Rapper Lupe Fiasco may be known for his contributions to the biggest musical genre of the 21st century than his passion for martial arts, but the award-winning star is more than just good at rhyming – and you’ll be seeing it first hand in Beat N Path, a new KIX HD show featuring Lupe going on an epic cross-cultural journey across China. The series, which sees him not only seeking out the guidance of the kung-fu masters of China but also exploring China’s exploding hip-hop scene, is definitely one of the most entertaining shows out there right now, and if you’re a fan of rap, you owe it to yourself to check this out!

KIX HD recently let us pick the mind of this rap legend, and without further adue, we give you – Lupe Fiasco!

 

How has this whole experience in China opened your eyes in terms of music culture and also studying martial arts, particularly Kung Fu in the land where it was created?

Ummm, so, you know, China always has been, for at least an American,  the opposite of America in our minds, you know, it’s just so foreign, and the culture shock there, can be… It can be unsettling for some people, for me specifically because I felt it was like an adventure, it was like an undiscovered place for me, and with music when  I go around the world, that’s the first thing I try. It connects me with the culture, even if there’s a language barrier, I still try and connect all the things I have in common, and the things I have in common with mostly everywhere is music, specifically hip hop.

 

Lazada Malaysia

But it was kind of easy, you know, all rappers speak the same language all around the world, so immediately I kind of started to connect with it and get a better understanding from the music side and through that I started to discover that a lot of the stuff that we were sure was so opposite was actually very similar. We talk about similar things, we go through similar situations, some of the wants and needs, so even though I still couldn’t understand the language totally, I got a greater idea of the context through the music side of things and also got an understanding of how the music business and how the music culture, specifically hip hop is used and practiced in China.

 

Lazada Indonesia

On another side,  the martial arts side, I have been involved in martial arts my whole life. I’ve been doing martial arts since I was a kid, specifically  karate first, and then branched out into all different forms, and eventually landed on Chinese Wushu.About the time I was 3 years old up till I was like 15 or 16, my father was a martial arts teacher, he was also a martial arts master. he would always tell his students, if they had the opportunity to go back and study the art that you were teaching that here like Chicago, they get a chance to go back to Asia, or go back to wherever if it’s India, or if it’s Thailand, Muay Thai or whatever, if you get the opportunity to go, go.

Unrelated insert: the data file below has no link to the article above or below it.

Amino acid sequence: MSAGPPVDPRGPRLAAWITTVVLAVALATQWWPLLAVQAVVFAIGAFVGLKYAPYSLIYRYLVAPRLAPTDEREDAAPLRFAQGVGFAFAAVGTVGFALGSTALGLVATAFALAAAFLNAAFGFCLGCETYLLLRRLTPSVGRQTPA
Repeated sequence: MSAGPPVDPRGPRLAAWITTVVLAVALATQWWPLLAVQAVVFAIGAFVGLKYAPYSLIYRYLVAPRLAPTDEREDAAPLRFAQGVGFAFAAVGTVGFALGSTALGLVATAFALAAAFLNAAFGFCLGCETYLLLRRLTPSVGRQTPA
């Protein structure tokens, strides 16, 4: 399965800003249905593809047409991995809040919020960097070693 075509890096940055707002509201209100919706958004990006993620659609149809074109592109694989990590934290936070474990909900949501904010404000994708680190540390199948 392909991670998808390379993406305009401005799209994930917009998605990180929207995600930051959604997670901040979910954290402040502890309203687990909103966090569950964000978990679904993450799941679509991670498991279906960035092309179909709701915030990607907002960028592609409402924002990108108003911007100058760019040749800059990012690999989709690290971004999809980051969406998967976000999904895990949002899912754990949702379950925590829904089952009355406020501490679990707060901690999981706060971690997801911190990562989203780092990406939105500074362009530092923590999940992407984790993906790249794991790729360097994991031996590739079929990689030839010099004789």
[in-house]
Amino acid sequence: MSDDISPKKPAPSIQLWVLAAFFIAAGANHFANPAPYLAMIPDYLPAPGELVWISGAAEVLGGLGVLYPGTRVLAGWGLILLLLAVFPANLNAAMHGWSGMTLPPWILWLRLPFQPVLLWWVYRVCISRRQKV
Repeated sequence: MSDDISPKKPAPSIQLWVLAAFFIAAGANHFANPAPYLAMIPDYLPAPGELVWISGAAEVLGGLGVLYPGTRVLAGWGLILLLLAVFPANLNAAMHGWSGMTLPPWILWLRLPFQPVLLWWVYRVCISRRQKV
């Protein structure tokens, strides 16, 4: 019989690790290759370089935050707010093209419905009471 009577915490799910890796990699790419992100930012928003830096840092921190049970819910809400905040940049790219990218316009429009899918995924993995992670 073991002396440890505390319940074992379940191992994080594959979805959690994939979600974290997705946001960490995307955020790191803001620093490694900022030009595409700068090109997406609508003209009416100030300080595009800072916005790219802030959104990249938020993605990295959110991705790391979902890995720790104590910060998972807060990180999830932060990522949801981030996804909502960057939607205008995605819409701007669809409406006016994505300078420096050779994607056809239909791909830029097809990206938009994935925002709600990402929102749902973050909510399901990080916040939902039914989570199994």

So part of it was me fulfilling my father’s wishes, and then getting there and like training and practice, it was really familiar. A lot of the training regiment,  techniques and other stuff were things that I had either done in the States, or just things that just felt really familiar. I think when you see this show, you’ll see a lot of moments where that familiarity kind of comes across, you’d recognize like wow I trained in a place like this before, the pain that you feel from standing in the stands all day is the same pain that I felt when I was 12 or 11.

What sparked your interest in martial arts, was it because of self defense purposes or because you just took a liking to it?

It’s my father’s fault. He started to study martial arts when he was like about 14 from what I understand from the legend, and he went on to study it his entire life, and it was actually our family business. So we had martial arts schools all across the city of Chicago, Illinois in the United States.

 

And he would just open up karate schools. So we were born into a kind of the martial arts tradition teaching at the karate school, we would have class maybe like three times a week so literally like half of my life was spent inside a karate dojo or something like that, so it was something I always born into whether I liked it or not, it wasn’t a choice, it was like this was something you are going to do, right after school you go to karate school or karate practice. And so it’s really one of those things you were born to do – born into, your entire family were involved in it if your father’s a martial arts expert and it’s just something you can’t really escape.